TradeMark East Africa (TMEA) and the Institute of Export and International Trade (IOE&IT) signed a memorandum of understanding, which provided a framework for collaborating to implement the digital trade corridor.
The ‘UK-Kenya Trade Logistics Information Pipeline’ (TLIP) aimed to eliminate paperwork and introduce better visibility across supply chains between Kenya and the UK.
Along with cutting costs for green vegetables exported to the UK, the deal would benefit UK exporters by giving better access to one of Africa’s ‘fastest growing markets’.
First of its kind
The TLIP is the first digital trade corridor to be established between the UK and a developing country since the UK’s exit from the EU and was said to be strongly aligned with the Economic Partnership Agreement signed at the end of last year between the UK and Kenya.
Commenting on the initiative, IOE&IT director general Marco Forgione said: “We’re proud to be partnering in the TLIP project. We believe it can deliver substantial benefits, not only to traders in the relevant supply chains, but also to the UK in terms securing its position as a global leader in digital trade.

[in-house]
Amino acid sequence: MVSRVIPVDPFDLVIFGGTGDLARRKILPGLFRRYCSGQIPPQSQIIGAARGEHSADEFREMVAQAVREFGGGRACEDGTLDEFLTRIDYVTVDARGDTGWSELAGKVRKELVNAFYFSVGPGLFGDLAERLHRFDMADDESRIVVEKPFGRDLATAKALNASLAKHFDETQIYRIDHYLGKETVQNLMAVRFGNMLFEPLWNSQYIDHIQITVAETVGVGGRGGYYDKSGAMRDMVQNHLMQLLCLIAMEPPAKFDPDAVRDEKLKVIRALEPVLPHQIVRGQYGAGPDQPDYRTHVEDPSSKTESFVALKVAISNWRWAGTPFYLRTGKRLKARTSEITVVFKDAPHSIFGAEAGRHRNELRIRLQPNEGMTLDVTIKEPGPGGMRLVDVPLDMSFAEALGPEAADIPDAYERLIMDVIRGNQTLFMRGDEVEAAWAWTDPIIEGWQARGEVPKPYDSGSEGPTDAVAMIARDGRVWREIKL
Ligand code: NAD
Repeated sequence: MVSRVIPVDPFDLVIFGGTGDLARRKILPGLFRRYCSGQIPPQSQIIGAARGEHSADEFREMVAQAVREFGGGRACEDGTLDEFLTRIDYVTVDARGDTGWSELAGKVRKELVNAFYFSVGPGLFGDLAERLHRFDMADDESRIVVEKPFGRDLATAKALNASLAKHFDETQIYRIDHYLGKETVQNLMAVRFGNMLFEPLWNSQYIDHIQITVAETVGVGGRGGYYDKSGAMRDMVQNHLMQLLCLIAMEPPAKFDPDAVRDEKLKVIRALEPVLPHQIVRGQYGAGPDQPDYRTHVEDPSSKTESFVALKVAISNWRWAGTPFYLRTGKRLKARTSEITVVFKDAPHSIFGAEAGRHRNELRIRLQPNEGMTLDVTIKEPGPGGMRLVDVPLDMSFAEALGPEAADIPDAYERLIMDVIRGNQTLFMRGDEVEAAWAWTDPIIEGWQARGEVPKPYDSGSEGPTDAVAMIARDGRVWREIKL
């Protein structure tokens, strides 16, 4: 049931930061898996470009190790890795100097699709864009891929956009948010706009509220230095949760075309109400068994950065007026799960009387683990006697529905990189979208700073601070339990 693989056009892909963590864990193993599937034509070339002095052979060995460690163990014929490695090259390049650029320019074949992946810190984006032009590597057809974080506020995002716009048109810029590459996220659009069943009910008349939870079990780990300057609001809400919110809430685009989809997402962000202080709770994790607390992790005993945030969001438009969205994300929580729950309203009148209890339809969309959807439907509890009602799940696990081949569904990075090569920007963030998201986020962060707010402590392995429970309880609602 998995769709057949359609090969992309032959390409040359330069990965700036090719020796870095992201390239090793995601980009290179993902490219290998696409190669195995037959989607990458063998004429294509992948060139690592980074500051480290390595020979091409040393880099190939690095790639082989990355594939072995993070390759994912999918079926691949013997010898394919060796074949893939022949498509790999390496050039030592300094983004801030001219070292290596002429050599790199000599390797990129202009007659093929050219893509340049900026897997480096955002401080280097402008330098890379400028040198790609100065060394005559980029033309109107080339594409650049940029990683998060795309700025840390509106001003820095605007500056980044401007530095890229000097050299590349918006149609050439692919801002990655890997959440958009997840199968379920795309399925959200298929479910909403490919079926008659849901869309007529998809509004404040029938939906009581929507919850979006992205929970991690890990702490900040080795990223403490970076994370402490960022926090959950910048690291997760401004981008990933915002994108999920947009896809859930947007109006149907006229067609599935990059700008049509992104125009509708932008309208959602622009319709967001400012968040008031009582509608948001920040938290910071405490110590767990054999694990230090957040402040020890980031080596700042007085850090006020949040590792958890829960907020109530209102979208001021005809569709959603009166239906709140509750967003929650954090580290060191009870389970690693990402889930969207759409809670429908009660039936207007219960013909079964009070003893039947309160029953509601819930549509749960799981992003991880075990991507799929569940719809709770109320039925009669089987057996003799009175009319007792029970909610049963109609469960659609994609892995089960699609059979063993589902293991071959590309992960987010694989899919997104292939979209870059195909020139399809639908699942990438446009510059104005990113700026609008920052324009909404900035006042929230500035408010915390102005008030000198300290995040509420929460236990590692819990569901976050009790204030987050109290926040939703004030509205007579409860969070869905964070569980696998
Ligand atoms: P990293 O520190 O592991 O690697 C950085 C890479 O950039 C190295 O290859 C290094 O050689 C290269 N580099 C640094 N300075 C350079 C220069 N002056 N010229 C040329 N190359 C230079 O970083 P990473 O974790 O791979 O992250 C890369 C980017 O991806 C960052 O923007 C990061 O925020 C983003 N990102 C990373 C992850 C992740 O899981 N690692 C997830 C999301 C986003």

“Provisions to improve digital delivery are an increasingly important part of trade agreements – and it is initiatives like this that will make them succeed.”
Reducing administrative procedures
The IOE&IT claimed this new agreement had the potential to reduce administrative procedures and time to export and export by at least 30%, as well as reduce compliance costs by 20%.
It also foresaw a reduction in order turnaround times by 40% and reduced duplication, leading to a reduction of steps in the trading process of as much as 50%.
Frank Matsaert, chief executive of the TMEA added: “TMEA is excited to be expanding our home-grown digital solution and expanding TLIP to the UK which will create a transparent, efficient and cost-effective way of managing trade information to support and boost trade efficiency between the two countries.
“TLIP is also expected to support trade within the African Continental Free Trade Area growing trade within the continent and support global trade.”